But my house is full of clocks too, and it becomes irritating to reset so many clocks when we have frequent power outages in the winter time.

    • Timothy Lane says:

      Not to mention “spring forward and fall back”, the second part ofhich takes place tonight.

    • Anniel says:

      I recently read a news report that said trees sleep at night. Some scientists measured how straight birch trees were in daylight hours and then dropped their branches down at night. They were going to check other kinds of trees. Then I looked over at a shelf of plants all closed up for the night and said, “duh.”

      • Brad Nelson Brad Nelson says:

        Amazing. Also amazing is stories of birds (swifts, I believe) who may actually sleep while on the wing. That’s something even Taco Bell drive-through cashiers can’t match.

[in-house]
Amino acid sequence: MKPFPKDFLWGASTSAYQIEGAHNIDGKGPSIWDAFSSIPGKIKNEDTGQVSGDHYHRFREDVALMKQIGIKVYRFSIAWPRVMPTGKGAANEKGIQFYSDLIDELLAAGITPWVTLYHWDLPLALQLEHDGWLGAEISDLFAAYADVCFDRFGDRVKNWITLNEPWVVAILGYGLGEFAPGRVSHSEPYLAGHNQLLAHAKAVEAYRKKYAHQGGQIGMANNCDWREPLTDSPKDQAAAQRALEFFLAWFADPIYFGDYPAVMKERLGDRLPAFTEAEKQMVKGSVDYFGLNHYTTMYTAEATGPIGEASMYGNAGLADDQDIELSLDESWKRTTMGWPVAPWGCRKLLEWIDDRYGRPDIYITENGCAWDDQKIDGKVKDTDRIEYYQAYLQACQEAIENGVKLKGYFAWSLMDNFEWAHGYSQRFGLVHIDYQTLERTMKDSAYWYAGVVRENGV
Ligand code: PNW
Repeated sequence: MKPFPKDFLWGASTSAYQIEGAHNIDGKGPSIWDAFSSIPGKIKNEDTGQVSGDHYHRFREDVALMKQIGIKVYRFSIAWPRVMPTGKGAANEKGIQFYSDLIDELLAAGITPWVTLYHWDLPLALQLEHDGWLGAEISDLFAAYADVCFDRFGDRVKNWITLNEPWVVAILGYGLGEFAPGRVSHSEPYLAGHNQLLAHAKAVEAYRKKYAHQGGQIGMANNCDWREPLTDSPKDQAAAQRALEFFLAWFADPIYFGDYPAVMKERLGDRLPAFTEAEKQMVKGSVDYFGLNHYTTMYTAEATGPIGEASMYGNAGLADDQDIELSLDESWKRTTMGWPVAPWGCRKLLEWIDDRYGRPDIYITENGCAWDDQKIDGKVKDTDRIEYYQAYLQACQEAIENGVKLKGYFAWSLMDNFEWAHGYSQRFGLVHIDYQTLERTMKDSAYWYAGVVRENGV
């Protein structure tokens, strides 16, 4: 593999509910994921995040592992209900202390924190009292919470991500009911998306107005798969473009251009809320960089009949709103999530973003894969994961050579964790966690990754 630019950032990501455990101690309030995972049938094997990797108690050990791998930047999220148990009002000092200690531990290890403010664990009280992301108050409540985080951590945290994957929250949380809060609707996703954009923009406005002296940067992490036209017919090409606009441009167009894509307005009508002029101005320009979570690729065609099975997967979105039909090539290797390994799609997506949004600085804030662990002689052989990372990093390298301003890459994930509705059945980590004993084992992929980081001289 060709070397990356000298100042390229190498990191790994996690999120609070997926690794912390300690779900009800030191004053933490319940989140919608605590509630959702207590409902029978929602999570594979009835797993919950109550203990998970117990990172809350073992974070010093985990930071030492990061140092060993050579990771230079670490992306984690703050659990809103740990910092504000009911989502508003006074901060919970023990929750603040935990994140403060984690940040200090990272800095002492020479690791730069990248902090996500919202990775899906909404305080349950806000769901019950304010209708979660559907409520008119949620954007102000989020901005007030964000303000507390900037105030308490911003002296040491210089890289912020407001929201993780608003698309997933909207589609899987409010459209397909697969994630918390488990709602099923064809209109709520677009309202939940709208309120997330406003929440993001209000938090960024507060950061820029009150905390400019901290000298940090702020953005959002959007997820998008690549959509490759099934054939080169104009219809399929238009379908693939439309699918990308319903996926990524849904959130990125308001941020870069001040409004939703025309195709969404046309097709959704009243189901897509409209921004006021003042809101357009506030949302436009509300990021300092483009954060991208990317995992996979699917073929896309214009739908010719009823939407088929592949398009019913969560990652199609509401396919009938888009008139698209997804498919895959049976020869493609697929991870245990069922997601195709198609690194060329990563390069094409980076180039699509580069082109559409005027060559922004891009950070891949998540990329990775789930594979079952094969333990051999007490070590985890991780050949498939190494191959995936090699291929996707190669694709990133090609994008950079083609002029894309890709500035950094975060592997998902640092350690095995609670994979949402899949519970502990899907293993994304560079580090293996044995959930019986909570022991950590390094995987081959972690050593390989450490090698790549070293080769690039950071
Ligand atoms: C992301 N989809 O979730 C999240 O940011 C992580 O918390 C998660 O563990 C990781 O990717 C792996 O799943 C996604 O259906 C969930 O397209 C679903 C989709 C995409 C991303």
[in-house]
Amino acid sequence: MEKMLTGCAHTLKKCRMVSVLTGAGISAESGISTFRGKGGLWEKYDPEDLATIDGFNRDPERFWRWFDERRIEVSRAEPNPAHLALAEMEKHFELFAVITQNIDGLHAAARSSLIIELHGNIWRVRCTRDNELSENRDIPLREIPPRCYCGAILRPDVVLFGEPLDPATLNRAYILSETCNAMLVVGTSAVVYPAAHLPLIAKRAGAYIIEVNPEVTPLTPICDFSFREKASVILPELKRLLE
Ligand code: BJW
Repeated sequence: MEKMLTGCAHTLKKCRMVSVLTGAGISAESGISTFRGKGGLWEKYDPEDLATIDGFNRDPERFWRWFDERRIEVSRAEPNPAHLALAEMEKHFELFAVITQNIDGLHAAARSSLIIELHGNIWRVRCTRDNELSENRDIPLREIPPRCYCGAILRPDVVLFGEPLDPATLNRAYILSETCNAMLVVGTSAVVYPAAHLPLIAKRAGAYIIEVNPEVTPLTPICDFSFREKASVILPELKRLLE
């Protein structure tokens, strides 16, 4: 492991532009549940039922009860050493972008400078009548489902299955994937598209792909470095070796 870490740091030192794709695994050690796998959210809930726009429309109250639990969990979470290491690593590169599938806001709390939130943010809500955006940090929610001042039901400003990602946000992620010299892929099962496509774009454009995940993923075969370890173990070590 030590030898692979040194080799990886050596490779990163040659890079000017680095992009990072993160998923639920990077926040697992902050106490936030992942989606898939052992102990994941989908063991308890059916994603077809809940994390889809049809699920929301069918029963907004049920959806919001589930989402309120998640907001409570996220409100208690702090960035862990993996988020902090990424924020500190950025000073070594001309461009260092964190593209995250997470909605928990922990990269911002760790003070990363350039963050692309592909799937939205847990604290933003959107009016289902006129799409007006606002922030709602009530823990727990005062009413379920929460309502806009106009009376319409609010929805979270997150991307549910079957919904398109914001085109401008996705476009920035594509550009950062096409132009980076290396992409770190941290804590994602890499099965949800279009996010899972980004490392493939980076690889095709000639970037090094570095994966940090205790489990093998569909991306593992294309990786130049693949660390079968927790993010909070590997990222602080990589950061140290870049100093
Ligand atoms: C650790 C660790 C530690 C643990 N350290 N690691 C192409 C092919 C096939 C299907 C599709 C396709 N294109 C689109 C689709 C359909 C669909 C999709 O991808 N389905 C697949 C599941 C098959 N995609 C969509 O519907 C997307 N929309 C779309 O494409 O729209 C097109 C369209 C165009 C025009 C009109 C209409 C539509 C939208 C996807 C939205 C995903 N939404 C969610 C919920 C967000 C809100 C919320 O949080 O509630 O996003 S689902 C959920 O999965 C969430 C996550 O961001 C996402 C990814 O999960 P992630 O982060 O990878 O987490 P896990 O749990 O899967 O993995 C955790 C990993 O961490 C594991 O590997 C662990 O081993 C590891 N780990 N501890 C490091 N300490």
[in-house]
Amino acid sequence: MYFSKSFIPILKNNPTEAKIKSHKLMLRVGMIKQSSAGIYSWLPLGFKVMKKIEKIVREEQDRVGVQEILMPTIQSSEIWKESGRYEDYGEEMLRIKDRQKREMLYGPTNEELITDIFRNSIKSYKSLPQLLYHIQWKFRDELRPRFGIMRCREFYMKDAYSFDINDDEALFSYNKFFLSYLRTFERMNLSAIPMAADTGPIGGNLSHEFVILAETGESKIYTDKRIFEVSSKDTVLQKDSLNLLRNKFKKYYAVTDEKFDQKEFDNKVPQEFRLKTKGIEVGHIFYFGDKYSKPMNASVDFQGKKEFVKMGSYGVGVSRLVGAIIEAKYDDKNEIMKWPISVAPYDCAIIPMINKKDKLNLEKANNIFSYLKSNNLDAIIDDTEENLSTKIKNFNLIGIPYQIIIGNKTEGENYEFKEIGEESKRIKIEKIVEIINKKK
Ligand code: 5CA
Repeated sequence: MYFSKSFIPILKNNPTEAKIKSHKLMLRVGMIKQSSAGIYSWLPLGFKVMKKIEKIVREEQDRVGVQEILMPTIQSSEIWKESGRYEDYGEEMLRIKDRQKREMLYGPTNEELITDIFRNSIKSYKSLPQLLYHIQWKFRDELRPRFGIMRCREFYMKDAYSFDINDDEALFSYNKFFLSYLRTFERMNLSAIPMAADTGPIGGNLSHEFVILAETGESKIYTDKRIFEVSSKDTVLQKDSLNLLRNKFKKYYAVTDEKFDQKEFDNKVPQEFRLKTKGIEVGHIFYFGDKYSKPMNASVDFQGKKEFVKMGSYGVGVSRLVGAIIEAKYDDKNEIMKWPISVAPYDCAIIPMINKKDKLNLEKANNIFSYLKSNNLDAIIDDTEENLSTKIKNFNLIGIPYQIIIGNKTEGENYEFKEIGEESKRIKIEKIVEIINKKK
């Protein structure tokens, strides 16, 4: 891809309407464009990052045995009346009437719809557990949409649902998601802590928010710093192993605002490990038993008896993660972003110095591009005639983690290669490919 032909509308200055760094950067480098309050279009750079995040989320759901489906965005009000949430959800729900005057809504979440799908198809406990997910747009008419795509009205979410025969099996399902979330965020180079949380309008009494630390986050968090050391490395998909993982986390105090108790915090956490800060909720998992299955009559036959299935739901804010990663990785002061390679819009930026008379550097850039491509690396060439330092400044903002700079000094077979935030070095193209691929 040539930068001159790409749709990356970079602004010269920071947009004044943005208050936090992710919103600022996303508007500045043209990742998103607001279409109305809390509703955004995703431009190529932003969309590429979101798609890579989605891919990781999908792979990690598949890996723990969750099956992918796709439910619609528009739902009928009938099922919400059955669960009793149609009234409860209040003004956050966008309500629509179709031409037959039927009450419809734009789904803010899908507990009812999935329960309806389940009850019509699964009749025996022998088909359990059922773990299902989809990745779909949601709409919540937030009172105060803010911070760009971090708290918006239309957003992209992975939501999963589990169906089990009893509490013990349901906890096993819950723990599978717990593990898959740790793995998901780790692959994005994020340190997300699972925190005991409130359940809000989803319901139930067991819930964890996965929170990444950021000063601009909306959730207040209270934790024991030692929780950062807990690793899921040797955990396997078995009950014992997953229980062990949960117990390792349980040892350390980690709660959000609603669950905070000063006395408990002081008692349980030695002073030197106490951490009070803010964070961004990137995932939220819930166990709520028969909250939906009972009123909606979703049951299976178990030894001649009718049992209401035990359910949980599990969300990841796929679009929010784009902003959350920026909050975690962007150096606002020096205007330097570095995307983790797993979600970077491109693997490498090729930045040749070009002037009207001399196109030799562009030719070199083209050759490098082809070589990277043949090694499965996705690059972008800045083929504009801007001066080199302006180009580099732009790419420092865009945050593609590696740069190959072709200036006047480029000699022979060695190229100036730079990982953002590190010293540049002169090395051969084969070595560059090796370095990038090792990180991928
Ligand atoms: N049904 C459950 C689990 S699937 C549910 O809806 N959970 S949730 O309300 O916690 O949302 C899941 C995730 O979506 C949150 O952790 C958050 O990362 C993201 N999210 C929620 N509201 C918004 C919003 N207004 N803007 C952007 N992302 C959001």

• Timothy Lane says:

        Obviously, when there is no light, the plants can’t photosynthesize and therefore must use up their own stores of energy. (This also leads to them using oxygen and letting out carbon dioxide, which was used as a key point in our horror store I read many years ago,)

    • Timothy Lane says:

      A nice episode with a very cruel ending. Burgess Meredih vied with Fritz Weaver as Serling’s favorite guest star (which “The Obsolete Man” especially good).

      • Brad Nelson Brad Nelson says:

        This was obviously one of the better stories. And one of the best performances. They had many good actors on that series who could sometime prop up Serling’s weak stories. I re-watch some of them now and just roll my eyes. But this one with Burgess Meredith holds up well.